Given Ireland’s leading role, over the past 150 years, as a chief exporter of future Americans, it makes perfect sense that so many Americans of Irish descent today would harbor romantic notions about their spiritual connection to the Auld Sod. However, coming as it so often does from thoroughly deracinated Americans now four or five generations removed from the coffin ships that dumped their ancestors half-starved and destitute at Ellis Island, I’ve always entertained, I think, an equally healthy skepticism about the concept of ancestral memory—especially when it serves chiefly to justify certain ill-informed attitudes and loutish behaviors. If I didn’t think I’d get my ass kicked, I’d love to approach one of these dolts yelling “Up the Ra!” and wiping green beer from the corner of his mouth at a St. Patrick’s Day sports-bar party and ask him what he actually knows about the Irish Republican Army. My guess would be not much. If you know anything about Ireland, you know it doesn’t—or at least shouldn’t—give itself easily to simplistic attitudes and black and white answers.
Mind you, I’d like to believe in ancestral memory, and I haven’t entirely ruled out the possibility that I’m just afflicted with some kind of ethnic envy stemming from the fact that the influx of Czechs, Dutch and Danish in the United States has historically had a rather less cinematic sweep than that of the Irish—who, after all, have had about a million movies made about them. I draw an ancestral blank when I ponder my own heritage, in spite of the fact that I’ve visited all three countries on multiple occasions.
A friend of mine passed his copy of the author’s 2003 McCarthy’s Bar on to me, and frankly I didn’t think I’d get much enjoyment out of a book written by a half-Irish, half-English guy who drives around Ireland in search of his Irishness, usually by aiming for bars bearing his family name. I’m just not Irish enough, I thought, to need to read more sentimental hokum with an affected brogue.
Was I ever wrong! Pete McCarthy’s books are wonderful and addictive to the extreme. The guy is a cut-up, for starters—there’s at least a snort of pleasure or recognition to be had in nearly every droll paragraph, if not a belly laugh—and a whacking good travel writer to boot. He’s reminiscent of P.J. O’Rourke, only without the pervasive vibe of patrician slumming, or a Dave Barry who isn’t simply chasing his tail every Sunday, finding new things or people every week to compare to Nebraska or a Buick.
What really endeared me to McCarthy’s Bar, though, is McCarthy’s niggling suspicion that there is such a thing as ancestral memory—that thing that keeps drawing him back to the Emerald Isle—tempered by a healthy skepticism. It’s not just that McCarthy can be self-deprecating when he wants to—he spends a fair portion of the book analyzing the embarrassment he feels about his business in Ireland. Back home in England, as in the United States, there’s a certain cachet to having Irish roots. In places like Killarney, however, crammed with descendents of the Irish diaspora visiting on vaguely similar business, he’s just another bumbling tourist.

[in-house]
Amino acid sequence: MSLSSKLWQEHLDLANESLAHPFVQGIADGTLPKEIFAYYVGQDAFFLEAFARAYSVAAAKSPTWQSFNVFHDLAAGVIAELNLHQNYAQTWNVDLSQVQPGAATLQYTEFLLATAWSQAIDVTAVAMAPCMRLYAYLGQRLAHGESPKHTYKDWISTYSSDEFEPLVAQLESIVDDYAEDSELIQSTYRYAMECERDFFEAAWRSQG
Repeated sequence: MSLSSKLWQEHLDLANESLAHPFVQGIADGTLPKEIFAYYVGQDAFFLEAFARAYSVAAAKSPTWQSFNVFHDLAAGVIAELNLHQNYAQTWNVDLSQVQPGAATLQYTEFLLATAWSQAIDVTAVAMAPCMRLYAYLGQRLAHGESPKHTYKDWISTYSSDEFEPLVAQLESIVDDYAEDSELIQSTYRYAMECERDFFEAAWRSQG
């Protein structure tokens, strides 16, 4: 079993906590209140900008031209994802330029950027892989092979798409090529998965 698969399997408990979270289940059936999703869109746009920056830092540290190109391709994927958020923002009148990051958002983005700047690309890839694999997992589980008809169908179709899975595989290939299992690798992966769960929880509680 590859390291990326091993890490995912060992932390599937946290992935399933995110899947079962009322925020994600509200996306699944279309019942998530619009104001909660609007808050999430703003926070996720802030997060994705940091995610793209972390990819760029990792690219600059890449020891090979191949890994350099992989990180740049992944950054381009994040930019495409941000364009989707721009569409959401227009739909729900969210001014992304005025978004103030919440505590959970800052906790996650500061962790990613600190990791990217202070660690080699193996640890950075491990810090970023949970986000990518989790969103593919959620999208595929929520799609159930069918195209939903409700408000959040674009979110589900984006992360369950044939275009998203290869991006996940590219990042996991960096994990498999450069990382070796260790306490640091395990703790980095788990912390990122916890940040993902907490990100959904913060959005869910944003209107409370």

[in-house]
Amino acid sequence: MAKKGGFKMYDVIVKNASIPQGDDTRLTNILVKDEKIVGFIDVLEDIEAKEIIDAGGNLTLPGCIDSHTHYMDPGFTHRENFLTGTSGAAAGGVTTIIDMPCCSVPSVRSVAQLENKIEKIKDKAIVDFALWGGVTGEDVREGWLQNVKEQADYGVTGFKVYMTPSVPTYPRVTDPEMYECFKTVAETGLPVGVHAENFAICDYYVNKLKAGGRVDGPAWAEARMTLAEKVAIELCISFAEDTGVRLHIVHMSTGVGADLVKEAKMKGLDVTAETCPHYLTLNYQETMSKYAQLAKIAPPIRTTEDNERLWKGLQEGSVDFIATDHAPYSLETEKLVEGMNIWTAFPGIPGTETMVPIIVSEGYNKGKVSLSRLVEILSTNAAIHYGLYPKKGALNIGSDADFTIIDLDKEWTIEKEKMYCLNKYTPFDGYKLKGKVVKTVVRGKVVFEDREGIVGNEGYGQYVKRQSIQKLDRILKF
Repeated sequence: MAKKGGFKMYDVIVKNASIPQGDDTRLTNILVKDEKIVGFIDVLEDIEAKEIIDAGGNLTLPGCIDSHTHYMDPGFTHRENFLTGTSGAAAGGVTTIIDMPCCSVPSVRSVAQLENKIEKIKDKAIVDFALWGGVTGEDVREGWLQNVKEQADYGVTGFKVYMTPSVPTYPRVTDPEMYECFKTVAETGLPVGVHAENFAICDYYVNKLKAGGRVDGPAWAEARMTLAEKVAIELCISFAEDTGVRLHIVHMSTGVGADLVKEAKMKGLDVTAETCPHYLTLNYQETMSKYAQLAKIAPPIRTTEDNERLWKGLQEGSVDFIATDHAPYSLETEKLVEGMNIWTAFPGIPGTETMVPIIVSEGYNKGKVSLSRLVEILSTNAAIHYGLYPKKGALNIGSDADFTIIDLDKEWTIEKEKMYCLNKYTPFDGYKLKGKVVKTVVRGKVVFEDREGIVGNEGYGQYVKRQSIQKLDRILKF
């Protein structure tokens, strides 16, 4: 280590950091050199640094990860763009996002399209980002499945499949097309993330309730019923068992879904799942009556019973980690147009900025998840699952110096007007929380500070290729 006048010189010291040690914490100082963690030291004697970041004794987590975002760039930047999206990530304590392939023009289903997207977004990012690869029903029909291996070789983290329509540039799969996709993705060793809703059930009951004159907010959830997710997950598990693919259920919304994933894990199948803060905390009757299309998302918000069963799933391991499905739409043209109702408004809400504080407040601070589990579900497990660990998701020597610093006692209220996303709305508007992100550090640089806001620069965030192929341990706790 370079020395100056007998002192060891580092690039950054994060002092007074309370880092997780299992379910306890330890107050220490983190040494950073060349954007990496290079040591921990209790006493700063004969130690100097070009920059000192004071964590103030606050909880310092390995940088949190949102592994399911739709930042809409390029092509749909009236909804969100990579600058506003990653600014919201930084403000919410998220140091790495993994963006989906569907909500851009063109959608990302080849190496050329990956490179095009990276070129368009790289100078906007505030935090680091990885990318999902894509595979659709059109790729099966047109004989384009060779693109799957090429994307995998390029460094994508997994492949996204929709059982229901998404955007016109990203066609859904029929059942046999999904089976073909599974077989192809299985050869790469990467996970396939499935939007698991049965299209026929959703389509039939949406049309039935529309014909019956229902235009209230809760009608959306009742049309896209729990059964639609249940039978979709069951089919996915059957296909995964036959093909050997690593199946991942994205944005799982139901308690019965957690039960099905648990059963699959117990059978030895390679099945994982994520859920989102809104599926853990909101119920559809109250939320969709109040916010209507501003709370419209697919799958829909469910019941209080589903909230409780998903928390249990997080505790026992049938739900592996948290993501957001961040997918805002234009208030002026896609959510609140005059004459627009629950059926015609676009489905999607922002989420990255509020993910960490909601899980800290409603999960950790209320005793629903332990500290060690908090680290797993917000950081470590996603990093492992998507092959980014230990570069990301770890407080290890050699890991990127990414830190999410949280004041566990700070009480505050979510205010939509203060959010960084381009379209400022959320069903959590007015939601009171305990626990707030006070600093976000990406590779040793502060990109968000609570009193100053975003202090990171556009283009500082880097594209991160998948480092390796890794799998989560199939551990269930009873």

The thing about Ireland, McCarthy insists, is that for as many emigrants the island has sent packing abroad over the past century and a half, the place is remarkably absorbent in the way it makes everybody feel instantly at home. Everyone—Anglo-Irish, Irish-American, Italian or Japanese—is made to feel welcome, he explains, which makes him feel a little less special. It also causes him to reflect on who is more entitled to Ireland—himself, raised near Liverpool but Irish on his mother’s side and a frequent childhood visitor of the farm where she grew up, or, say, a German hippie with no ancestral ties whatsoever, but thoroughly assimilated by the small village where he’s been living for five years. Actually, the preponderance of German tourists in western Ireland provides plenty of grist for McCarthy’s humor-mill. For one thing, he explains, their insistence on punctuality is definitely at odds with the local conception of time. They also sit in front of the stage with tape recorders at traditional music sessions and petulantly shush the locals still talking and laughing in the back of the room.
McCarthy’s Bar is a great place to start cultivating a McCarthy addiction, and the newer The Road to McCarthy is essentially more of the same, but on a bigger playing field. Instead of tooling around Ireland, McCarthy puts on his roll-up crusher and sets out to find Irishness in the wider world—starting in Morocco, where the deposed chief of his ancestral clan has been living in exile. His quest also takes him to New York for a St. Patrick’s Day reading in a raucous Irish pub, where he has every reason to believe that his half-English pedigree will put him athwart of a rowdy contingent of drinkers wearing T-shirts emblazoned with “Unrepentant Fenian Bastard.”
McCarthy’s ultimate destination is the town of McCarthy (population: 17), at the end of a road famous—“at least among people who’ve heard of McCarthy and tried to get there”—as being the worst in Alaska. By the time he gets there, he’s already fallen off barstools in Tasmania, the West Indies, Glasgow and, yes, Butte, Montana, where he dines at the now-defunct M&M, “as I believe I would every morning of my life if I lived here.” Butte and its Irish get the royal treatment here. McCarthy must have passed through Missoula afterwards; you’ll find yourself wishing he’d stayed longer.
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